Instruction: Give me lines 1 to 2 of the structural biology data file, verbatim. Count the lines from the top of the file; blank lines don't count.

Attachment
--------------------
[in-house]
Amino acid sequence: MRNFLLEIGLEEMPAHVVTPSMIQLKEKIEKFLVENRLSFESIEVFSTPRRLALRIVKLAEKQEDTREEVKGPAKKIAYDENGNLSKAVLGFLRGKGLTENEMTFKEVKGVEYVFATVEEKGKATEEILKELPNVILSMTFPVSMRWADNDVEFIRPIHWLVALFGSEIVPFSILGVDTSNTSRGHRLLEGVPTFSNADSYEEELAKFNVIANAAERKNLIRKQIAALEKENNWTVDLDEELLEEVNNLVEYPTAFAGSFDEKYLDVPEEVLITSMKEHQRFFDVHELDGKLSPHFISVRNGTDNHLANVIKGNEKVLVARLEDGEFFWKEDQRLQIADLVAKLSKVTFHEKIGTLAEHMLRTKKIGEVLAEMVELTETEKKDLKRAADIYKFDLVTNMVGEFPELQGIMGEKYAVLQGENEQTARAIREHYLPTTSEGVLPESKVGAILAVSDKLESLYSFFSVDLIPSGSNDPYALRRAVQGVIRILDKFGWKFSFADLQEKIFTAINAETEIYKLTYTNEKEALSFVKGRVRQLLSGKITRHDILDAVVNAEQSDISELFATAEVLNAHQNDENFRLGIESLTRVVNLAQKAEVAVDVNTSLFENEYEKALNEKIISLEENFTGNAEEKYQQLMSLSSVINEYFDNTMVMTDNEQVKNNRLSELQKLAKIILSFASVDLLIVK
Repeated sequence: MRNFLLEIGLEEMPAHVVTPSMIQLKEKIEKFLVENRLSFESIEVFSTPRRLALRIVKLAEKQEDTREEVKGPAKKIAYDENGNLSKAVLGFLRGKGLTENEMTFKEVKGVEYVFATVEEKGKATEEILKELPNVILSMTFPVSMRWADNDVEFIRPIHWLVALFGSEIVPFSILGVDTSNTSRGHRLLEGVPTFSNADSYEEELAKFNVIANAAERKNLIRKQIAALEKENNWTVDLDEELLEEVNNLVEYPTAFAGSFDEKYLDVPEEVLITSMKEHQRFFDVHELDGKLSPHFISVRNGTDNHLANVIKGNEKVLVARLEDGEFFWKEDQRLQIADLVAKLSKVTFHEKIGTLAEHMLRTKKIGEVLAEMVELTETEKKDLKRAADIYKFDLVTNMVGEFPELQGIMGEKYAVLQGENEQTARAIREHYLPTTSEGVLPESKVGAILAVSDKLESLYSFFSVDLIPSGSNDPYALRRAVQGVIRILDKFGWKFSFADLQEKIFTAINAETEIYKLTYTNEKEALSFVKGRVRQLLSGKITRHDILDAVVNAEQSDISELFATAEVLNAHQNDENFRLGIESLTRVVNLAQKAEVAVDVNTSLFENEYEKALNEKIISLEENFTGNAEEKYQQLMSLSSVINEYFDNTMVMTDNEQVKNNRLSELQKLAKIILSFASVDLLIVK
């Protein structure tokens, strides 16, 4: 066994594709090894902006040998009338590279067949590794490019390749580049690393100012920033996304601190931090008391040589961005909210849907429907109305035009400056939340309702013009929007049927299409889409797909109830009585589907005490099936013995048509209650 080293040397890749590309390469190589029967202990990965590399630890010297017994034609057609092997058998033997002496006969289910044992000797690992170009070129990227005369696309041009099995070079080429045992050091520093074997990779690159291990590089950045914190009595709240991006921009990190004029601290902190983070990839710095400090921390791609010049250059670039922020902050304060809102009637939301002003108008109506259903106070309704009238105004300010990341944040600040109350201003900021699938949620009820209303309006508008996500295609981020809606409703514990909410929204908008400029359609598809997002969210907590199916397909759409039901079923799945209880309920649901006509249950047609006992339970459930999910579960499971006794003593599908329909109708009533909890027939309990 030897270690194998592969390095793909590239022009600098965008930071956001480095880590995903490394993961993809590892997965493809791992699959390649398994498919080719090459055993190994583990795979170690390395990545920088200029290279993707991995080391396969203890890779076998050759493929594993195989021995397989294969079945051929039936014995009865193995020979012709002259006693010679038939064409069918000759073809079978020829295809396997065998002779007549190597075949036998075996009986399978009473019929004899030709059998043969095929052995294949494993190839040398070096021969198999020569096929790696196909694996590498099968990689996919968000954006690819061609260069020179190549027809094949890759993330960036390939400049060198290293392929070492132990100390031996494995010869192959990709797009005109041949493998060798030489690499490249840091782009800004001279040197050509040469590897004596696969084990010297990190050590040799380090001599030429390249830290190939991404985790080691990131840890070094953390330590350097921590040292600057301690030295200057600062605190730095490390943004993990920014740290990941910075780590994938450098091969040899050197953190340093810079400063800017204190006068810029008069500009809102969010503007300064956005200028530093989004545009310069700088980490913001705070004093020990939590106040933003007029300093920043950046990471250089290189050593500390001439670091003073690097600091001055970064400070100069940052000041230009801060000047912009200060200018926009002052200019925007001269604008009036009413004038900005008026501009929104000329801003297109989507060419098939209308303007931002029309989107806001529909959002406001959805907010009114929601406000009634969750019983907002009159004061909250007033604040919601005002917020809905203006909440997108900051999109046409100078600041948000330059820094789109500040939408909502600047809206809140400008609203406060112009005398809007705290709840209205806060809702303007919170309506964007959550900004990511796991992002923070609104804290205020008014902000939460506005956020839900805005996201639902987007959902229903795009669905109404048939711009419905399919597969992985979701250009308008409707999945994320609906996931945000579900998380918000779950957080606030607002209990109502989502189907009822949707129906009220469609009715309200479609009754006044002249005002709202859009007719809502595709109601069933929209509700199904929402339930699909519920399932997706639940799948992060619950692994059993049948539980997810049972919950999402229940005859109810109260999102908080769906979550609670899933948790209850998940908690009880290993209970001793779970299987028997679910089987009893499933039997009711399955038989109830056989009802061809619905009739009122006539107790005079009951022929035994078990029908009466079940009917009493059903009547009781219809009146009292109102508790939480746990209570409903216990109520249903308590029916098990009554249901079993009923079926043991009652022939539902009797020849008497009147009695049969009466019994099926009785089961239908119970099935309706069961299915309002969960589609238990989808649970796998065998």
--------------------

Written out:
[in-house]
Amino acid sequence: MRNFLLEIGLEEMPAHVVTPSMIQLKEKIEKFLVENRLSFESIEVFSTPRRLALRIVKLAEKQEDTREEVKGPAKKIAYDENGNLSKAVLGFLRGKGLTENEMTFKEVKGVEYVFATVEEKGKATEEILKELPNVILSMTFPVSMRWADNDVEFIRPIHWLVALFGSEIVPFSILGVDTSNTSRGHRLLEGVPTFSNADSYEEELAKFNVIANAAERKNLIRKQIAALEKENNWTVDLDEELLEEVNNLVEYPTAFAGSFDEKYLDVPEEVLITSMKEHQRFFDVHELDGKLSPHFISVRNGTDNHLANVIKGNEKVLVARLEDGEFFWKEDQRLQIADLVAKLSKVTFHEKIGTLAEHMLRTKKIGEVLAEMVELTETEKKDLKRAADIYKFDLVTNMVGEFPELQGIMGEKYAVLQGENEQTARAIREHYLPTTSEGVLPESKVGAILAVSDKLESLYSFFSVDLIPSGSNDPYALRRAVQGVIRILDKFGWKFSFADLQEKIFTAINAETEIYKLTYTNEKEALSFVKGRVRQLLSGKITRHDILDAVVNAEQSDISELFATAEVLNAHQNDENFRLGIESLTRVVNLAQKAEVAVDVNTSLFENEYEKALNEKIISLEENFTGNAEEKYQQLMSLSSVINEYFDNTMVMTDNEQVKNNRLSELQKLAKIILSFASVDLLIVK